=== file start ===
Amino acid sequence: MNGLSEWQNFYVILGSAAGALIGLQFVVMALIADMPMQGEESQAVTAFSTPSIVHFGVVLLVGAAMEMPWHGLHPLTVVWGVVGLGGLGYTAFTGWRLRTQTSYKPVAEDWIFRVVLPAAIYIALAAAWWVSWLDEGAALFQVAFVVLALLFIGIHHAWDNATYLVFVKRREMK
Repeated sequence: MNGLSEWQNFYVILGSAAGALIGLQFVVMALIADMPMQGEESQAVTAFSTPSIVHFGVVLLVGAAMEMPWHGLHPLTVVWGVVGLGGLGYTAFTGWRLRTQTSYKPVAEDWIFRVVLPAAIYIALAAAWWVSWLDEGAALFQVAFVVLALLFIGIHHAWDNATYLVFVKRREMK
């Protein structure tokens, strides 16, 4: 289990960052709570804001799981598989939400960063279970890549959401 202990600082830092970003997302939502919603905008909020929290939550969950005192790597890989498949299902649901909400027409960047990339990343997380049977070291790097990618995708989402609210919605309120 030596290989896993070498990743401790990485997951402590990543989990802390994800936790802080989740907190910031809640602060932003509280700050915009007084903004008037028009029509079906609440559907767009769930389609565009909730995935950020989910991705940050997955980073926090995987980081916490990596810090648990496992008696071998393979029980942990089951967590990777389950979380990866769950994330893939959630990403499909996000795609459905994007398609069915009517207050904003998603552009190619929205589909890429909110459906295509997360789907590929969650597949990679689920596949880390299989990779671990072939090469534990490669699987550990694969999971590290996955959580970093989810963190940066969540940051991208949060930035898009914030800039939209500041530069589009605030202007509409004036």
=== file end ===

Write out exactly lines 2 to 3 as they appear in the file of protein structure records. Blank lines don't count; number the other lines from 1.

Repeated sequence: MNGLSEWQNFYVILGSAAGALIGLQFVVMALIADMPMQGEESQAVTAFSTPSIVHFGVVLLVGAAMEMPWHGLHPLTVVWGVVGLGGLGYTAFTGWRLRTQTSYKPVAEDWIFRVVLPAAIYIALAAAWWVSWLDEGAALFQVAFVVLALLFIGIHHAWDNATYLVFVKRREMK
């Protein structure tokens, strides 16, 4: 289990960052709570804001799981598989939400960063279970890549959401 202990600082830092970003997302939502919603905008909020929290939550969950005192790597890989498949299902649901909400027409960047990339990343997380049977070291790097990618995708989402609210919605309120 030596290989896993070498990743401790990485997951402590990543989990802390994800936790802080989740907190910031809640602060932003509280700050915009007084903004008037028009029509079906609440559907767009769930389609565009909730995935950020989910991705940050997955980073926090995987980081916490990596810090648990496992008696071998393979029980942990089951967590990777389950979380990866769950994330893939959630990403499909996000795609459905994007398609069915009517207050904003998603552009190619929205589909890429909110459906295509997360789907590929969650597949990679689920596949880390299989990779671990072939090469534990490669699987550990694969999971590290996955959580970093989810963190940066969540940051991208949060930035898009914030800039939209500041530069589009605030202007509409004036």